Duplicate Bridge Club - Open game, 7:15 p.m., League.
Tae Kwon Do Club - Practice, 5 p.m., CCRB Martial Arts Rm.
Chinese Christian Students Fellowship - 7:30 p.m., Memorial Christian
New Jewish Agenda - Sahabbat Potluck, service & discussion of Recon-
structionist Judsaism, 1347 Wines Drive.'
Women's Athletics - Volleyball, Michigan vs. Indiana, 7 p.m., CCRB
Museum of Art - Art break, Dorothy Farhat, 12:10 p.m.
Evans Scholars - Annual car bash, 3-5 p.m.
U-M Folk Dancing - Mideastern dancing, 8 p.m., request dancing 9:30-
midnight, 3rd floor dance studio, corner State & William.
Theatre Dept. - Costume Sale, 9 a.m. - 5 p.m., 1528 Frieze.
To submit items for the Happenings Column, send them in care of
Happenings, The Michigan Daily, 420 Maynard St., Ann Arbor, MI 48109
AN EVENING WITH
THE Jim Morrison &
Featuring Two Unforgettable Hours Of Rare and Exciting
Film Footage of JIM MORRISON and THE DOORS!
' moves to boost
(Continued from Page 1)
search for someone to fill the new post
would be limited to applicants from
within the University. He said he hopes
to hire someone by the beginning of
THE CREATION of the position is the
result of several months of discussion
among University officials concerning
the University's problems in minority
areas. Last summer, administrators
had hinted that some sort of position to
deal solely with minority affairs would
But Frye has said that since that
time, University officials decided that
isolating an individual to handle the
issue would only worsen the problem
because the entire burden would be
dumped on that one individual.
The University also plans to create a
"Commission on Minority Student Af-
fairs" to assist the new administrator.
That panel will consist of faculty mem-
bers, students, administrators, and
IN OTHER ACTION yesterday, the
Regents approved by a 5-1 vote a
University investment of $200,000 for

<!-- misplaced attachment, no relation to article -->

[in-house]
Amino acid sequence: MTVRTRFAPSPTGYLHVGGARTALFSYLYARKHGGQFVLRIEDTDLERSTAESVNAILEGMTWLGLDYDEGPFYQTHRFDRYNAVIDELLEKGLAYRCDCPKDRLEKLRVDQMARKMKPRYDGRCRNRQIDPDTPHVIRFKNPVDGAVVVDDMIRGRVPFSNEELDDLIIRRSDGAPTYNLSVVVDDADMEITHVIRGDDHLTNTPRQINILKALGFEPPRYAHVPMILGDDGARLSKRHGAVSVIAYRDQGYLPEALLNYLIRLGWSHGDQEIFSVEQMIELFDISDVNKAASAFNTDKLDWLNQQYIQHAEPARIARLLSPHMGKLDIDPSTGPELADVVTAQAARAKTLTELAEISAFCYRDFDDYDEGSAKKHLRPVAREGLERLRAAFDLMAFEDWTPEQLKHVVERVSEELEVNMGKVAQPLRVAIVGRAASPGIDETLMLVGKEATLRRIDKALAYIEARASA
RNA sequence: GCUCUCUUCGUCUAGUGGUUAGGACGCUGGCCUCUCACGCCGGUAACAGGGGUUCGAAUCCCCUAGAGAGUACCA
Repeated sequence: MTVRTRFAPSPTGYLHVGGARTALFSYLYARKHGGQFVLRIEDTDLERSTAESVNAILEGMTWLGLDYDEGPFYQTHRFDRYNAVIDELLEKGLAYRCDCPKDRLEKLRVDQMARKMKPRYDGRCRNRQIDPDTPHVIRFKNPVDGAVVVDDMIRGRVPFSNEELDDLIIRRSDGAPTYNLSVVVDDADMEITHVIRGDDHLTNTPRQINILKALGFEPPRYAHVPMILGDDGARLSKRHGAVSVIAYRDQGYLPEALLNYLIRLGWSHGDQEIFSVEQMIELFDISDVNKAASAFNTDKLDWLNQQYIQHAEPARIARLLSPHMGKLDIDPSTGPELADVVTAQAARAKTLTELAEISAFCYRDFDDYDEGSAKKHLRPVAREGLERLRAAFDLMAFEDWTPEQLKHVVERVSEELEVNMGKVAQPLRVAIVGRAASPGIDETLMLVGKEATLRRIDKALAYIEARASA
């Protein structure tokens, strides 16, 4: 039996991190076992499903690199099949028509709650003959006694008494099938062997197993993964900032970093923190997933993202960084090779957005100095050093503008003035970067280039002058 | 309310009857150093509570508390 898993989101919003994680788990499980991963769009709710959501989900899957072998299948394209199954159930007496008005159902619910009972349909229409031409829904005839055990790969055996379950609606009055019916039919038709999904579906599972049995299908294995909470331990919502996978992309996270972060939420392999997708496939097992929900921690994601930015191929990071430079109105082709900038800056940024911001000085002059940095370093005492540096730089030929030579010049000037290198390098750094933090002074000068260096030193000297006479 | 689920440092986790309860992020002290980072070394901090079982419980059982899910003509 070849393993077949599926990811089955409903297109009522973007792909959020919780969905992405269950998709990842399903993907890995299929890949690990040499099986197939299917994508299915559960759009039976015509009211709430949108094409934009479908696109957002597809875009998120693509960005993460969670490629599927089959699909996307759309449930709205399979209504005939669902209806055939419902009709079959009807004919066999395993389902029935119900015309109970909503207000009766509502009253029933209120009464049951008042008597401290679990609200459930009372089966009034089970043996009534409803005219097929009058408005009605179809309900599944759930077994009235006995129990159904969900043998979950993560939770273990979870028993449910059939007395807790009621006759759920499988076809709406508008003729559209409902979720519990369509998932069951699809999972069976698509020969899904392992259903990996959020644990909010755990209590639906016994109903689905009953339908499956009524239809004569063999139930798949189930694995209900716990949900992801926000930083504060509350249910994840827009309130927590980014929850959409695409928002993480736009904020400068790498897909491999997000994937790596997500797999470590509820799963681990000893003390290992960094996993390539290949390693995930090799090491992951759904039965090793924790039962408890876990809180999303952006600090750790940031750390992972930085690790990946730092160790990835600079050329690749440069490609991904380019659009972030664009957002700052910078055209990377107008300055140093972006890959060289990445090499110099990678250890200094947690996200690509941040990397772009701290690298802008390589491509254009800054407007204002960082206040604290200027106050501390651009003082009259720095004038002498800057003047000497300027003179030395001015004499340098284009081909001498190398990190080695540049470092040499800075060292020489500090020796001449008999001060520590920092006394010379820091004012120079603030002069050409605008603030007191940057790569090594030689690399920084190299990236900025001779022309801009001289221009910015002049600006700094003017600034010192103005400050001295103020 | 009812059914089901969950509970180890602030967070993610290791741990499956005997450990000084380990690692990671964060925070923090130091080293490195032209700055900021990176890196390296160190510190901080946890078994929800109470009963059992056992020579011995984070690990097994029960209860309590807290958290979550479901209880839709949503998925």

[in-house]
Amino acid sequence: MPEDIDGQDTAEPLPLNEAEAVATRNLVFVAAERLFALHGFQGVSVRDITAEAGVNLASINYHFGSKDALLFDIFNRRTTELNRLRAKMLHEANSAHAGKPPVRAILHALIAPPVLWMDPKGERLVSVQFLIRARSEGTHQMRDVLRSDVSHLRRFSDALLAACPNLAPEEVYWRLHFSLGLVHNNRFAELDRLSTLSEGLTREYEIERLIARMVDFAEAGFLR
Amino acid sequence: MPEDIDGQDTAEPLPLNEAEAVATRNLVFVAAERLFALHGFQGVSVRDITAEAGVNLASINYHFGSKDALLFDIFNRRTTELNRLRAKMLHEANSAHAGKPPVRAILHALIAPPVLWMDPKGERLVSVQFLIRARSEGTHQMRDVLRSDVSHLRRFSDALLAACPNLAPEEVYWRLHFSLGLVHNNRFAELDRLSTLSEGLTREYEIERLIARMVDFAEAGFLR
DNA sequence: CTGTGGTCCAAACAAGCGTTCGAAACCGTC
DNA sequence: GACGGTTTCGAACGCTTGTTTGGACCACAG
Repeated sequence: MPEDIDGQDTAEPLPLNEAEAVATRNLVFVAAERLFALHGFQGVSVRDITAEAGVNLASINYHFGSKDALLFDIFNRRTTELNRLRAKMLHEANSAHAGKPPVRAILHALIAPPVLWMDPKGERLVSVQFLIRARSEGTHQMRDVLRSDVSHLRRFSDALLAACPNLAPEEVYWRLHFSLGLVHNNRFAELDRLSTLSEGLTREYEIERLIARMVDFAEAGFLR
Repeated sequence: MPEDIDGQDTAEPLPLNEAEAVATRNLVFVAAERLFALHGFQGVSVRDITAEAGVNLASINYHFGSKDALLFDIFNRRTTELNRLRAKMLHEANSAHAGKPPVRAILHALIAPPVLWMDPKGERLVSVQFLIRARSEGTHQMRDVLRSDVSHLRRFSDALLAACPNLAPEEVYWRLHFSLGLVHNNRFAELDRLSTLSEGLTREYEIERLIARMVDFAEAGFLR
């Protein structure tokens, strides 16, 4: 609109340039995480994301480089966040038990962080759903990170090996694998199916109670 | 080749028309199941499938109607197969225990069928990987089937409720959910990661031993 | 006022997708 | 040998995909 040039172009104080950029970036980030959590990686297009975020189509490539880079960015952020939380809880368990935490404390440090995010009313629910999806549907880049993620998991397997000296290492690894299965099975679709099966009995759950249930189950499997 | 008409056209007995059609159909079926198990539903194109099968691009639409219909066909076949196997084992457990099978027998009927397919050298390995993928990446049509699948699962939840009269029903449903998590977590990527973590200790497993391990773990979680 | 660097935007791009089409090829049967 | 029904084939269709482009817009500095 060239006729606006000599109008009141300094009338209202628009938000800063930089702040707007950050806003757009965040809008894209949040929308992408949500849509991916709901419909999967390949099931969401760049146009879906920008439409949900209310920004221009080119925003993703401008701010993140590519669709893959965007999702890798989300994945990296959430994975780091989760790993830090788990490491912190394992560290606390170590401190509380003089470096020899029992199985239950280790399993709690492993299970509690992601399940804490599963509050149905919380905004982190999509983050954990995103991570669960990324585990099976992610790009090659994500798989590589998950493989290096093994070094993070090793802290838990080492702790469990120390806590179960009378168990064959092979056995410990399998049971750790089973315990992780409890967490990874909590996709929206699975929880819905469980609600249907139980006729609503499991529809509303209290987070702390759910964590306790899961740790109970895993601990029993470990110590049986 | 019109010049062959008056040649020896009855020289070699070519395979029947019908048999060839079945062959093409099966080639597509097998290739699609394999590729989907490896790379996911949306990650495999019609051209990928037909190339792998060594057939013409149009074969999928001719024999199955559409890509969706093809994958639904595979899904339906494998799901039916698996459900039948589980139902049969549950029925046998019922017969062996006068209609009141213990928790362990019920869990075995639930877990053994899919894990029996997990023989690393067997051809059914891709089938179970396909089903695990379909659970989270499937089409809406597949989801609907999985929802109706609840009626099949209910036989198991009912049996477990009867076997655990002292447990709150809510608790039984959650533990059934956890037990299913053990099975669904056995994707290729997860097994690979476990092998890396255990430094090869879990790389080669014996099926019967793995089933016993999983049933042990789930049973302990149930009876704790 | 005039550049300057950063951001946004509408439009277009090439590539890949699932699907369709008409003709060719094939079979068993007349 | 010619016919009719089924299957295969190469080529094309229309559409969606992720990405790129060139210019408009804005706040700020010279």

the Michigan Research Corporation
MRC officials have said that the new
organization needs $1 million to get off
the ground, but that the money invested
by the University will allow it to
examine some 40 proposals already
submitted by University professors.
The MRC's staff will advise faculty
members and aid them in transferring
their research into products by
providing the capital they need to
develop prototypes and possibly even
REGENT BAKER, who cast the sole
opposing vote, questioned whether the
University wanted to involve itself in a
corporation over which it won't have
control. As investors, the University
will only control as much stock as it
buys - and that amount will soon be a
minority once the MRC begins to find
"I have been supportive of the con-
cept of providing the faculty with an
opportunity to be rewarded in a prac-
tical way for their research," Baker
"I am less sanguine about the idea of
taking a (professor's) products which
are proprietary in nature and
marketing them without any control
over the process," he added.
BUT REGENT Thomas Roach (D-
Saline) said that the investment was
essential because it "brings more
research (money) from the private sec-
tor at a time when federal research
(grants) are down."
The administration reported that
Ronald Olson, a professor in the
cuts aid to
(Continued from Page i)
the State Department's inter-American
affairs bureau, met in Managua last
week with D'Escoto and Nicaraguan
leader Daniel Ortega.
medical school, will be named the part-
time executive officer on Nov. 1.
Also at their meeting yesterday, the
regents approved a $203.8 million
request for state aid in 1984-85. That
figure represents a 25 percent or $40.8
million jump from last year's request.
Vice President Frye said that the
University needs $19.3 million of the in-
crease just to keep up with rising costs.
The other $21.5 million is intended for
faculty and staff salaries, student
financial aid, maintenance, and library
books. A half-million dollars of that in-
crease is intended for a proposed Center
for Basic Education Enrichment - an
organization which would allow the
University to play a stronger role in the
state's primary and secondary
educational systems. The money would
allow faculty time to work directly with
teachers and administrators to im-
_L SM DS CG
-- k OmcE
A LION'S GATE FILM
"UNDER FIRE" JEAN-LOUIS TRINTIGNANT - RICHARD MASUR